Whatever may be of this, the disciplinary effect of customers’ behaviour on the primary market demonstrates lack of dominance of the OEMs, regardless of the primary market being independent of the aftermarket or constituting one and the same “bundle” or “systems” market.
Abuse on separate/independent aftermarkets
Only aftermarkets which meet the four-criteria-test and/or switching costs-test are interrelated with the primary market and constitute one single relevant product market with the primary market. When customers cannot exercise the needed disciplinary effect on the primary market, the markets are not interrelated and the aftermarkets form a relevant product market of their own. OEMs with IP-rights over their machines/consumables probably have a dominant position on those independent aftermarket (so called proprietary aftermarkets), regardless of their position on the primary market.
In the 2005 Commission staff discussion paper to exclusionary abuses, the Commission stated that when it comes to aftermarkets which are independent of the primary markets, the Commission
presumes that it is abusive for the dominant company to reserve the aftermarket for itself by excluding competitors from that market. Such exclusion is mostly done through either tying or a refusal to deal. The tying can come about in the various ways described in the section on tying. The refusal to deal may, for instance, involve a refusal to supply information needed to provide products or services in the aftermarket; a refusal to license intellectual property rights; or a refusal to supply spare parts needed in order to provide aftermarket services. (par. 264)
Milestone examples of abuse on aftermarkets which are considered independent of the primary market are:
- the 1979 Hugin-case on the refusal to supply spare parts for cash registers to independent maintenance/repair companies, although Art. 102 TFEU did not apply due to lack of effect on interstate trade (cf. for a comparison of this case to the US Kodak-case: W.R. Andersen, ‘Kodak and the Aftermarket Tying Analysis: some Comparative Thoughts’, Pacific Rim Law & Policy Journal 1995, p. 277);
- the 1988 Volvo/Veng– and Renault-cases on the refusal to supply car spare parts to independent repairers;
- the well known 1991 Hilti-case on the tying of nail guns and nail cartridges; and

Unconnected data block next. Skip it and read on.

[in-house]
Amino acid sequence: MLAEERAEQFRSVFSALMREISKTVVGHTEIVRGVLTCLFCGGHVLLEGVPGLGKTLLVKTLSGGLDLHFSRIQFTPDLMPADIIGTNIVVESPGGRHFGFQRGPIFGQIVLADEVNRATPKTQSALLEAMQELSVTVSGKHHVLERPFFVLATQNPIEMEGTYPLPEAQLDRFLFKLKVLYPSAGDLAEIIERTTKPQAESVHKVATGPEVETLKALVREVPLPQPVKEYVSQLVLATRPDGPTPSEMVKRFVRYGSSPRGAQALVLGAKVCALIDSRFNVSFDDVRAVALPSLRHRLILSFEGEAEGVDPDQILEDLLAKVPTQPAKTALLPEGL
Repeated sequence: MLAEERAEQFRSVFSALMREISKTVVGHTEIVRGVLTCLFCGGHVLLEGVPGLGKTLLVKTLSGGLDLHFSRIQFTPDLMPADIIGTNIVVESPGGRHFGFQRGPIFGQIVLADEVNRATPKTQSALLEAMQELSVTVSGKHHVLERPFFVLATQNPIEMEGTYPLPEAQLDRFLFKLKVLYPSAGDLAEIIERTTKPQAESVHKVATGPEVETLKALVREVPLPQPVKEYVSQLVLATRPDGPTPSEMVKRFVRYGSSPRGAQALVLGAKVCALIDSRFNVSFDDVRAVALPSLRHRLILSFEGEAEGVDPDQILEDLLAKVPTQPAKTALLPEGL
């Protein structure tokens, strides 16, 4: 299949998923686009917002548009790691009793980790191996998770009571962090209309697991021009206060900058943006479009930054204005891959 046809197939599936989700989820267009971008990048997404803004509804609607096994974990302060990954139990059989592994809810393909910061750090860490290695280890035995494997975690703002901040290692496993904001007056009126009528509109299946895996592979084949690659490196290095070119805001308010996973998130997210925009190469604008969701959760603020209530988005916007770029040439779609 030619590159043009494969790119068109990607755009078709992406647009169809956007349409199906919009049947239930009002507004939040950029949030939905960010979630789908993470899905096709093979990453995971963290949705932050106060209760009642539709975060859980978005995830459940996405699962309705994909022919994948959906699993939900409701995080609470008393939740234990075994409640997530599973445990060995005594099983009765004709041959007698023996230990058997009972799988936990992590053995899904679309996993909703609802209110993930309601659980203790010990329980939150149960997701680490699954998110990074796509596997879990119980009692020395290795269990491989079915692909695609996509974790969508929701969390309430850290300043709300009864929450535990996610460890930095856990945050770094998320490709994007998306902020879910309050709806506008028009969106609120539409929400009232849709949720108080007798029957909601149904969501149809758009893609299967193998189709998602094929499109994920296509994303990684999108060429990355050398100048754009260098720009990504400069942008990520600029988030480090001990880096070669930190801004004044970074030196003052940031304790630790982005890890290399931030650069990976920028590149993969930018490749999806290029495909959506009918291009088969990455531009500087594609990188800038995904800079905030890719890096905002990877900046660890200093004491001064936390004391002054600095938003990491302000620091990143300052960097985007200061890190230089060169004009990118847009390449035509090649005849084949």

- the 1994 Tetra Pak II-case on the tying of milk cartons to filling machinery.
The Commission’s four-criteria test is now backed by the CJEU. The original printer manufacturers did not become the 21st century Hilti or Tetra Pak, because EFIM could not prove that the customers’ behaviour did not have disciplinary effect on the OEMs. Nevertheless, when the markets can be separated, OEMs operating on both markets and locking-in customers with tying arrangements and/or locking-out competitors by refusing to deal (i.e. licensing IP-rights or supplying spare parts) can still expect the vigour of the Commission.
 Nespresso compatible pods are offered by for example the Ethical Coffee Company (ECC) and its litigation in Germany: Oberlandesgericht Düsseldorf 21 February 2013, Nestlé/Ethical Coffee Company (ECC), I-2 U 72/12 and I-2 U 73/12; and by Dualit in the UK: England and Wales High Court (Patents Court) 22 April 2013, Nestec SA & Ors v Dualit Ltd & Ors  EWHC 923 (Pat)
 Dutch and Belgian Senseo coffee pad cases. The Dutch Supreme Court ruled in favour of the independent suppliers: Hoge Raad 31 October 2003, Sara Lee/DE vs. Coöperatieve Inkoopvereniging Intergro B.A., ECLI:NL:HR:2003:AI0346; the Antwerp Court of Appeal, ruled in favour of the OEM: Hof van Beroep Antwerpen 8 November 2005, Sara Lee/DE N.V. v. N.V. Fort Koffiebranderij, S.A. Cafe Liege and N.V. Beyers Koffie. Finally the European Patent Office revoked the patent over the combination of machine and coffee pad by its decision of 30 August 2006, ECLI:EP:BA:2006:T045205.20060830.
 Such as the milestone cases IMS Health and Microsoft. And specificaly related to ink cartridges: the judgment of the Oberlandesgericht Düsseldorf, 20 January 2011, Case I-2 U 92/10; cf. N. Hölzel, ‘The German Higher Regional Court Düsseldorf specifies the requirements for granting a compulsory license under antitrust law (Zwangslizenzeinwand)‘, e-Competitions Bulletin January 2011, N° 48587.
 Cf. S. Borenstein, J.K. MacKie-Mason, J.S. Netz, ‘Exercising Market Power in Proprietary Aftermarkets’, Journal of Economics & Management Strategy 2000, p. 157.
 For an analysis (in Dutch) cf. S.C. van Loon, Licentieweigering als misbruik van machtspositie, Amsterdam: deLex, 2008, p. 207-208. Other examples of independent aftermarkets are the 1991 Varta/Bosch-decision of the Commission on a separate market for replacements of car batteries and Lucas/Varity-decision of the Commission on the automotive electronics aftermarket.